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Tag Archive for US Tax Code

Change Of Accounting Method

Final Tangible Property Regulations Necessitate that Many Businesses Apply for Change Of Accounting Method: IRS Form 3115; Rev Procs 2015-13 & 2015-14

Back in June 2014 I blogged about the new IRS Regulations governing tangible personal property. These regulations prompted a vigorous debate over the last 7 months between the most astute students of the US Tax Code as to what constitutes the need to file IRS Form 3115 – Change in Accounting Method for our business clients as a direct result of these new governing regulations.

Many practitioners make compelling points supporting the position that most ALL Read more

A Brief Introspection of Repair vs. Improvement: IRS Revenue Procedures 2014-16 and 2014-17

That’s right Y’all this is another one of those quite game changers for owners of tangible property concerned about keeping the IRS at bay by actually adhering to the specific US Tax Code and subsequent IRS Revenue Procedures.

My apologies for being so brazen but I more than most appreciate the fact the the IRS compliance and enforcement functions demonstrated segregated profiling beyond reproach in these regards and that in deference to flaccid attempts at enforcement historically to date a ‘hide your head in the sand’ approach stood more than a coin toss chance of being successful as up until recently the IRS has been a day late and a dollar short assessing tax within the time frame allowed by statute. Read more

What Is An Enrolled Agent (EA) And Why Is This Designation Superior To Certified Public Accountant (CPA)

The Enrolled Agent (EA) is arguably the longest standing professional tax designation.  Although at times overshadowed by other tax professionals EA’s are the only federally licensed tax practitioners who specialize in taxation.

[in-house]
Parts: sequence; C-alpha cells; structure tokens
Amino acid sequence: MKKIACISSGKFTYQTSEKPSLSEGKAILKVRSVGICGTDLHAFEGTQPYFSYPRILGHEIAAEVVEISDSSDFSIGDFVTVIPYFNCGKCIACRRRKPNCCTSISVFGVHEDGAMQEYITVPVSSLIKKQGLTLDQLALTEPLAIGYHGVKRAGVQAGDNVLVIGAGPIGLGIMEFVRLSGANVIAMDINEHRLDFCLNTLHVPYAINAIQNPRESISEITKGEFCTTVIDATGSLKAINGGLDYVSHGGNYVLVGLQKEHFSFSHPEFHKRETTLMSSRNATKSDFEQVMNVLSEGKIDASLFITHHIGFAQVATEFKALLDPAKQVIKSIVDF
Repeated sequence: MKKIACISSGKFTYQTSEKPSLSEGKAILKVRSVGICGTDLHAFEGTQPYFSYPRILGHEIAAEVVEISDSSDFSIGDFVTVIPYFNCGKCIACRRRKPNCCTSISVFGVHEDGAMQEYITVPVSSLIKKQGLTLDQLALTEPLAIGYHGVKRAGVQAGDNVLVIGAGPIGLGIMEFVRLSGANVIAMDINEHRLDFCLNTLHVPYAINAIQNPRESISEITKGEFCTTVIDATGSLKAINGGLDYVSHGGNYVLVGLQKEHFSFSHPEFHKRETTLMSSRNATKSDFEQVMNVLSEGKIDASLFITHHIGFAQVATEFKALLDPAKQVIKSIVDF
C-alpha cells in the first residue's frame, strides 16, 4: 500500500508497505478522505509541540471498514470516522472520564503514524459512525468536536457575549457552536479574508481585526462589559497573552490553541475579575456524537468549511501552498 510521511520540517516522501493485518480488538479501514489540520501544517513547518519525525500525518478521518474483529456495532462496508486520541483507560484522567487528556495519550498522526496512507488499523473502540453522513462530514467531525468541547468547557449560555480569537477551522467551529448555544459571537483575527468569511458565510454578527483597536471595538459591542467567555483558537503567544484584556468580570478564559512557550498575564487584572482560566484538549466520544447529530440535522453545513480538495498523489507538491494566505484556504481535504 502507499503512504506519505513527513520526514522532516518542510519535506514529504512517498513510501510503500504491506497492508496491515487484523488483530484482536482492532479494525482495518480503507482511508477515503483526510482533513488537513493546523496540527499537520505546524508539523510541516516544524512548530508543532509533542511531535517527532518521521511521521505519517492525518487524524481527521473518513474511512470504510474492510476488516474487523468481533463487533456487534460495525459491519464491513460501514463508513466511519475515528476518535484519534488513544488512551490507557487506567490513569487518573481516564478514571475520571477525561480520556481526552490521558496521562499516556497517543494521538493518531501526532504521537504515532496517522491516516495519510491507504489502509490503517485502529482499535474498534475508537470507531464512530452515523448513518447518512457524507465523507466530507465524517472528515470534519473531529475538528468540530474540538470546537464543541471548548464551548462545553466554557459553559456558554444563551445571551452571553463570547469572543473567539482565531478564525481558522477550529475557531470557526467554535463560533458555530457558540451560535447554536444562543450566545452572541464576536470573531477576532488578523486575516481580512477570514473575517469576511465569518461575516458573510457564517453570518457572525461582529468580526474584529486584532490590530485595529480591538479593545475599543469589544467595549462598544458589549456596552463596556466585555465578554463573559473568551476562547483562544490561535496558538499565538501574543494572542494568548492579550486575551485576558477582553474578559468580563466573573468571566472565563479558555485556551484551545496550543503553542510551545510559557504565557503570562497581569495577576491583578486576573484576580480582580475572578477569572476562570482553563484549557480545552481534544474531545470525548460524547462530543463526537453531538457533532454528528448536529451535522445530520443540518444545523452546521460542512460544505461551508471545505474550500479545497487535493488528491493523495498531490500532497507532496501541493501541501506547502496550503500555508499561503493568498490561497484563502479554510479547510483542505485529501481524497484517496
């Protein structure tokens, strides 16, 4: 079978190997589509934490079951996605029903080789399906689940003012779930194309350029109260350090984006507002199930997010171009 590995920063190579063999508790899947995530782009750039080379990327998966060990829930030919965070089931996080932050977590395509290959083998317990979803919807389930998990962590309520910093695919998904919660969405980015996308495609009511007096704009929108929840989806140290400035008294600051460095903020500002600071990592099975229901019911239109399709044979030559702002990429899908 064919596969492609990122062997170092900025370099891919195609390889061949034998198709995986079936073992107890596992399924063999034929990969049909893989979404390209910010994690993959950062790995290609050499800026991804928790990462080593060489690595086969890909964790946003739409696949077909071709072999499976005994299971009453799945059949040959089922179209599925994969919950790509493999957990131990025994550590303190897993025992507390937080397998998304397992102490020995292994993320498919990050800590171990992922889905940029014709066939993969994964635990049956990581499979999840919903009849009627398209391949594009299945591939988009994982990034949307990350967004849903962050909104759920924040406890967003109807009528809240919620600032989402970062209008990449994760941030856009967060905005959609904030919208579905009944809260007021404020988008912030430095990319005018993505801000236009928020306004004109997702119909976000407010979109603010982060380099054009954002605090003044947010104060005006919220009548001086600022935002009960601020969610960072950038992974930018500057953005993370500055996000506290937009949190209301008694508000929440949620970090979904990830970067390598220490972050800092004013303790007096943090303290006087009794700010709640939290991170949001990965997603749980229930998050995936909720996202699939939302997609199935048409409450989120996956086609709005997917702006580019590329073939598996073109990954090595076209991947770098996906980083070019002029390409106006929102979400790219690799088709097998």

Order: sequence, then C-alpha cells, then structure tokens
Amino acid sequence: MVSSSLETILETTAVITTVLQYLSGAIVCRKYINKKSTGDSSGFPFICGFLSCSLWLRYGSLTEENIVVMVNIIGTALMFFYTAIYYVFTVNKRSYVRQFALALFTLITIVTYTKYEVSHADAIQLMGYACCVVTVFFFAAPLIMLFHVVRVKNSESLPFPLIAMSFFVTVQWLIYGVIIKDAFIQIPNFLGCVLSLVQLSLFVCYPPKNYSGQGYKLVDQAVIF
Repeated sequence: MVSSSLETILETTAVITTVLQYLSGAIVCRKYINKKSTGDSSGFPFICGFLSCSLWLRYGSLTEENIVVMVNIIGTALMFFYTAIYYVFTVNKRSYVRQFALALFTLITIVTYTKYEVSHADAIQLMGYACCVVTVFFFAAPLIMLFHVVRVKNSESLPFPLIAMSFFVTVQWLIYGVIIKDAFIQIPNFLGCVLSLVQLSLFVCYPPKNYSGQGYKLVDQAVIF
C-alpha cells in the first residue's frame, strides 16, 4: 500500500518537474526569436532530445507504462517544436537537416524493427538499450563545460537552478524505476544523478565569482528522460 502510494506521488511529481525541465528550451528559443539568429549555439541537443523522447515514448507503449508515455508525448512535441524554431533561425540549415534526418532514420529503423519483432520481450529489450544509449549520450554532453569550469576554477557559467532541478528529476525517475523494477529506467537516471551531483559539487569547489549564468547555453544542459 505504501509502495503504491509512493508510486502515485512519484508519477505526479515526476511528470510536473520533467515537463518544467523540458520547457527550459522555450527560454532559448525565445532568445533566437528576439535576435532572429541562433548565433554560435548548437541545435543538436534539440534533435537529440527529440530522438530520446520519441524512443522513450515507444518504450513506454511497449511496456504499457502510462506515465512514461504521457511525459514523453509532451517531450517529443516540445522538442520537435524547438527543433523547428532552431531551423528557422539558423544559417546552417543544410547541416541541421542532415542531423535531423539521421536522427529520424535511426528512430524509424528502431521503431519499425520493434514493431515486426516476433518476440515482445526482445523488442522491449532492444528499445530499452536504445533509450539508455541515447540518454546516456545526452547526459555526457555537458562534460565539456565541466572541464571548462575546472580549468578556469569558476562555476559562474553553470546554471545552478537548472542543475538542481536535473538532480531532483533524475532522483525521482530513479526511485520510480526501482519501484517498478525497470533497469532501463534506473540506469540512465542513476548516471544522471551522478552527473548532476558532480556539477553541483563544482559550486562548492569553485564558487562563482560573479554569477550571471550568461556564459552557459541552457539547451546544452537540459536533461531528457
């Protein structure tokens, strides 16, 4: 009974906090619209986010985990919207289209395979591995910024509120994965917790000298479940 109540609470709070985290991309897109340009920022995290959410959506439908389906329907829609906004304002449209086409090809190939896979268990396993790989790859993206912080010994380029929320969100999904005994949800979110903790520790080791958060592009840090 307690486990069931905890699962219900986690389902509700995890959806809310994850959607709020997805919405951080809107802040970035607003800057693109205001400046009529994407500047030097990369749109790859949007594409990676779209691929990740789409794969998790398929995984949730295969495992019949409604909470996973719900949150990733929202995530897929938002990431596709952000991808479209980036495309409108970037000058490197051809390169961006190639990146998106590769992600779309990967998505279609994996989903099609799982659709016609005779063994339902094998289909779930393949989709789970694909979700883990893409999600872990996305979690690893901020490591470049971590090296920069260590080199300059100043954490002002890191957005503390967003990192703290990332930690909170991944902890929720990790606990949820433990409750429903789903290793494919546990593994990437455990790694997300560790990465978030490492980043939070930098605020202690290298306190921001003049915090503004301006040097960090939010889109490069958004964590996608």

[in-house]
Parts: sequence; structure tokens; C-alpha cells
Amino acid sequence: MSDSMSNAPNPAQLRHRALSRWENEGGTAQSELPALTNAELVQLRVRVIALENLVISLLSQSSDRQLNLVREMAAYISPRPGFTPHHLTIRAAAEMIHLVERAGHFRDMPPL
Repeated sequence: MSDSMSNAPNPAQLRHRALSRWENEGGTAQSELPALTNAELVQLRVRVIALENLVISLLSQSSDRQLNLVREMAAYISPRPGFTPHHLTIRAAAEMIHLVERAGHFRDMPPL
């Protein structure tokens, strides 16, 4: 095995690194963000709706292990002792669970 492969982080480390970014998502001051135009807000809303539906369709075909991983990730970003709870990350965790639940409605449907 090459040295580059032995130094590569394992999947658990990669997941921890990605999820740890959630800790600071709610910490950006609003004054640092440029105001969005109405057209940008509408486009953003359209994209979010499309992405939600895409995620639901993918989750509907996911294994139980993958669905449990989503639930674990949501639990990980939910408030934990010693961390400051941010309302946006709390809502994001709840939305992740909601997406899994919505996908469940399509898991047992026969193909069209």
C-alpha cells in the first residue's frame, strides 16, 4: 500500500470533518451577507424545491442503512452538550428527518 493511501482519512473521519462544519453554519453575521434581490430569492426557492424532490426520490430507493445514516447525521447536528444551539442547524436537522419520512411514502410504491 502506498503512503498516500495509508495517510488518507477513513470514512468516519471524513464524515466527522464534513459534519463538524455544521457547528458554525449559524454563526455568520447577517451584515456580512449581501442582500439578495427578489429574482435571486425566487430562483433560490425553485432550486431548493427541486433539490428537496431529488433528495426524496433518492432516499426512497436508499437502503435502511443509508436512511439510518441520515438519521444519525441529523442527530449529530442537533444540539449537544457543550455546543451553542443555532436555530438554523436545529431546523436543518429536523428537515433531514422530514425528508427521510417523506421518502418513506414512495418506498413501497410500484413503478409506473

The EA was established in 1884 when Congress acted to regulate persons who represented citizens in their dealings with the U.S. Treasury Department.  Only Enrolled Agents, Attorneys and CPA’s have unlimited rights to represent taxpayers. Enrolled Agents focus specifically on the US Tax Code.

To become a candidate for the EA designation one must pass the Special Enrollment Exam (SEE), a three-part examination covering Individuals, Businesses, and Representation, Practices and Procedures.  If successful an EA candidate is then subjected to a rigorous background check conducted by the IRS.  Once approved as an EA each person must fulfill annual continuing education requirements.

Empowered by the U.S. Department of the Treasury, Treasury Circular 230 provides the rules of practice for Enrolled Agents as well as certified public accountants, and tax attorneys; with oversight provided by the Office of Professional Responsibility (OPR).

Due in large part to the stringent testing required to become an enrolled agent and the requirements to maintain the license, there are only about 46,000 practicing enrolled agents.

Basically Enrolled Agents are federally authorized with licenses issued by the US Treasury enabling practice in all states in the United States. Alternatively CPA’s are state licensed and as such can only practice in the states where they are licensed.

Ultimately though the biggest difference is that the most astute CPA’s rely on the expertise of Enrolled Agents when seeking clarity on the US Tax Code.

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